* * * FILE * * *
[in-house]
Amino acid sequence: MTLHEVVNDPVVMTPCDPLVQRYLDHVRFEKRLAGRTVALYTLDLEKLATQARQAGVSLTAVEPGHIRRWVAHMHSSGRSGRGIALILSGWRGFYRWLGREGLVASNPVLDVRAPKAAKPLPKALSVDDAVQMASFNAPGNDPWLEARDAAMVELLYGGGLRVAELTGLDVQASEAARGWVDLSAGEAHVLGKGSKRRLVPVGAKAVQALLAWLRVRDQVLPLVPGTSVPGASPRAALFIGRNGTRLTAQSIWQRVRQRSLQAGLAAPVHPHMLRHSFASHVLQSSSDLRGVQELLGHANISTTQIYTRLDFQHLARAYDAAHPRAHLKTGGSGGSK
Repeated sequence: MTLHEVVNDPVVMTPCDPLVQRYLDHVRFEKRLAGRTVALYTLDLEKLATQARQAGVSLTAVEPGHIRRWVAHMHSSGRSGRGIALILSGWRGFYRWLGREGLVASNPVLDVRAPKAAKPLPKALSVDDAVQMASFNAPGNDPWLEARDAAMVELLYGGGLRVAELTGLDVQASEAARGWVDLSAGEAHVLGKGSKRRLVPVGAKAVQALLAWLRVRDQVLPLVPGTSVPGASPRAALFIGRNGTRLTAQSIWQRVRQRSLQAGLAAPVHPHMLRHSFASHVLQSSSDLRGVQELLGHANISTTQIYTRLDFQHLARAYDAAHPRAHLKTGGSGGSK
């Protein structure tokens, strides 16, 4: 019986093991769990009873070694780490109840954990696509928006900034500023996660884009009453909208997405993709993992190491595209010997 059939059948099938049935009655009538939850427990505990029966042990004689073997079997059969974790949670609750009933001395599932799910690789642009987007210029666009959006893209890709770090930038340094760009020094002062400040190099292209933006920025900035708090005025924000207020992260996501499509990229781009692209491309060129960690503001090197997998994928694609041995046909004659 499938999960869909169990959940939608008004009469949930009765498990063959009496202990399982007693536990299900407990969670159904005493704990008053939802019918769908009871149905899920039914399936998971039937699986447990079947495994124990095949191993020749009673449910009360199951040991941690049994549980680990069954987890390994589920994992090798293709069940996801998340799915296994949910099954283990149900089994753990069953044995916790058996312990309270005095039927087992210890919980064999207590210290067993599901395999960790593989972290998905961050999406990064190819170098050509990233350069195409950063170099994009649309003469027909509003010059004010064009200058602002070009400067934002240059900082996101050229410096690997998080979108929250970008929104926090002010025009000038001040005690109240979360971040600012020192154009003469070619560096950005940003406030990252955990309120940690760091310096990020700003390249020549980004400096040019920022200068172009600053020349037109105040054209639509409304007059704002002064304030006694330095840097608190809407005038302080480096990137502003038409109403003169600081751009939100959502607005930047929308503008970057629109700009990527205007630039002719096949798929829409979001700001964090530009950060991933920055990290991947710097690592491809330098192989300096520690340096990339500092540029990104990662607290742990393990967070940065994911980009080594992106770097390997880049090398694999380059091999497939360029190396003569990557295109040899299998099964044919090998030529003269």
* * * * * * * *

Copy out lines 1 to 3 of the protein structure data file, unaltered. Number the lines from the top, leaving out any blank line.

[in-house]
Amino acid sequence: MTLHEVVNDPVVMTPCDPLVQRYLDHVRFEKRLAGRTVALYTLDLEKLATQARQAGVSLTAVEPGHIRRWVAHMHSSGRSGRGIALILSGWRGFYRWLGREGLVASNPVLDVRAPKAAKPLPKALSVDDAVQMASFNAPGNDPWLEARDAAMVELLYGGGLRVAELTGLDVQASEAARGWVDLSAGEAHVLGKGSKRRLVPVGAKAVQALLAWLRVRDQVLPLVPGTSVPGASPRAALFIGRNGTRLTAQSIWQRVRQRSLQAGLAAPVHPHMLRHSFASHVLQSSSDLRGVQELLGHANISTTQIYTRLDFQHLARAYDAAHPRAHLKTGGSGGSK
Repeated sequence: MTLHEVVNDPVVMTPCDPLVQRYLDHVRFEKRLAGRTVALYTLDLEKLATQARQAGVSLTAVEPGHIRRWVAHMHSSGRSGRGIALILSGWRGFYRWLGREGLVASNPVLDVRAPKAAKPLPKALSVDDAVQMASFNAPGNDPWLEARDAAMVELLYGGGLRVAELTGLDVQASEAARGWVDLSAGEAHVLGKGSKRRLVPVGAKAVQALLAWLRVRDQVLPLVPGTSVPGASPRAALFIGRNGTRLTAQSIWQRVRQRSLQAGLAAPVHPHMLRHSFASHVLQSSSDLRGVQELLGHANISTTQIYTRLDFQHLARAYDAAHPRAHLKTGGSGGSK